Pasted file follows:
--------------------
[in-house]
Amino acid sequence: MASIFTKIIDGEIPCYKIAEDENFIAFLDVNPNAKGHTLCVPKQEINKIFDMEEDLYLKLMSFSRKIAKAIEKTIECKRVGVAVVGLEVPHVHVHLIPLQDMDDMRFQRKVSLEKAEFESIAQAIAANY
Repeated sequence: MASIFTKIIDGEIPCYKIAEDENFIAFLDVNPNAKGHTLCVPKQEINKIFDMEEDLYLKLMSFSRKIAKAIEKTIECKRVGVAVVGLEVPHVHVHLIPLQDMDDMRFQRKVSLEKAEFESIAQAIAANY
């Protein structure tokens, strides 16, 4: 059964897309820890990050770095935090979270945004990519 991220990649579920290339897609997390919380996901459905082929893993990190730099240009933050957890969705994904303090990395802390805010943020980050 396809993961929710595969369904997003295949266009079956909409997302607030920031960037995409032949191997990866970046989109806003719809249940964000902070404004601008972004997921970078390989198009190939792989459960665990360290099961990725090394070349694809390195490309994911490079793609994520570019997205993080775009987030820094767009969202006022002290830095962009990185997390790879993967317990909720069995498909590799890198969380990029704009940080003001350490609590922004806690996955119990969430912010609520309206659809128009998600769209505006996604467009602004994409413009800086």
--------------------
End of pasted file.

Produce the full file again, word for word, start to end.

[in-house]
Amino acid sequence: MASIFTKIIDGEIPCYKIAEDENFIAFLDVNPNAKGHTLCVPKQEINKIFDMEEDLYLKLMSFSRKIAKAIEKTIECKRVGVAVVGLEVPHVHVHLIPLQDMDDMRFQRKVSLEKAEFESIAQAIAANY
Repeated sequence: MASIFTKIIDGEIPCYKIAEDENFIAFLDVNPNAKGHTLCVPKQEINKIFDMEEDLYLKLMSFSRKIAKAIEKTIECKRVGVAVVGLEVPHVHVHLIPLQDMDDMRFQRKVSLEKAEFESIAQAIAANY
């Protein structure tokens, strides 16, 4: 059964897309820890990050770095935090979270945004990519 991220990649579920290339897609997390919380996901459905082929893993990190730099240009933050957890969705994904303090990395802390805010943020980050 396809993961929710595969369904997003295949266009079956909409997302607030920031960037995409032949191997990866970046989109806003719809249940964000902070404004601008972004997921970078390989198009190939792989459960665990360290099961990725090394070349694809390195490309994911490079793609994520570019997205993080775009987030820094767009969202006022002290830095962009990185997390790879993967317990909720069995498909590799890198969380990029704009940080003001350490609590922004806690996955119990969430912010609520309206659809128009998600769209505006996604467009602004994409413009800086």